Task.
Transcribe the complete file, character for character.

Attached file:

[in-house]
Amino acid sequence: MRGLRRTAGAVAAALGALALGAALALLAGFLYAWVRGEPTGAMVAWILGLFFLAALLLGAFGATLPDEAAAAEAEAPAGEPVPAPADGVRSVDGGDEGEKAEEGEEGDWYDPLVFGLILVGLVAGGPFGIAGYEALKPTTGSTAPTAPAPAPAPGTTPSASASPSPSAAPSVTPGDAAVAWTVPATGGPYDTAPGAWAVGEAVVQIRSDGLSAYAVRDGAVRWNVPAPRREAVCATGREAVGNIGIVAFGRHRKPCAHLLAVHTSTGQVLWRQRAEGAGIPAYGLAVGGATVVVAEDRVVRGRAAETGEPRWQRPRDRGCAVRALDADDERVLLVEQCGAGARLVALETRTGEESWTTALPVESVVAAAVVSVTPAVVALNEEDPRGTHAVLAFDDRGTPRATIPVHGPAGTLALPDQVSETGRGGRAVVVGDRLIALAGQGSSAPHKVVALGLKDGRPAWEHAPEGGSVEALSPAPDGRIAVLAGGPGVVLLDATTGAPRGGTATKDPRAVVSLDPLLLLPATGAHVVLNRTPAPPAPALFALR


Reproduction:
[in-house]
Amino acid sequence: MRGLRRTAGAVAAALGALALGAALALLAGFLYAWVRGEPTGAMVAWILGLFFLAALLLGAFGATLPDEAAAAEAEAPAGEPVPAPADGVRSVDGGDEGEKAEEGEEGDWYDPLVFGLILVGLVAGGPFGIAGYEALKPTTGSTAPTAPAPAPAPGTTPSASASPSPSAAPSVTPGDAAVAWTVPATGGPYDTAPGAWAVGEAVVQIRSDGLSAYAVRDGAVRWNVPAPRREAVCATGREAVGNIGIVAFGRHRKPCAHLLAVHTSTGQVLWRQRAEGAGIPAYGLAVGGATVVVAEDRVVRGRAAETGEPRWQRPRDRGCAVRALDADDERVLLVEQCGAGARLVALETRTGEESWTTALPVESVVAAAVVSVTPAVVALNEEDPRGTHAVLAFDDRGTPRATIPVHGPAGTLALPDQVSETGRGGRAVVVGDRLIALAGQGSSAPHKVVALGLKDGRPAWEHAPEGGSVEALSPAPDGRIAVLAGGPGVVLLDATTGAPRGGTATKDPRAVVSLDPLLLLPATGAHVVLNRTPAPPAPALFALR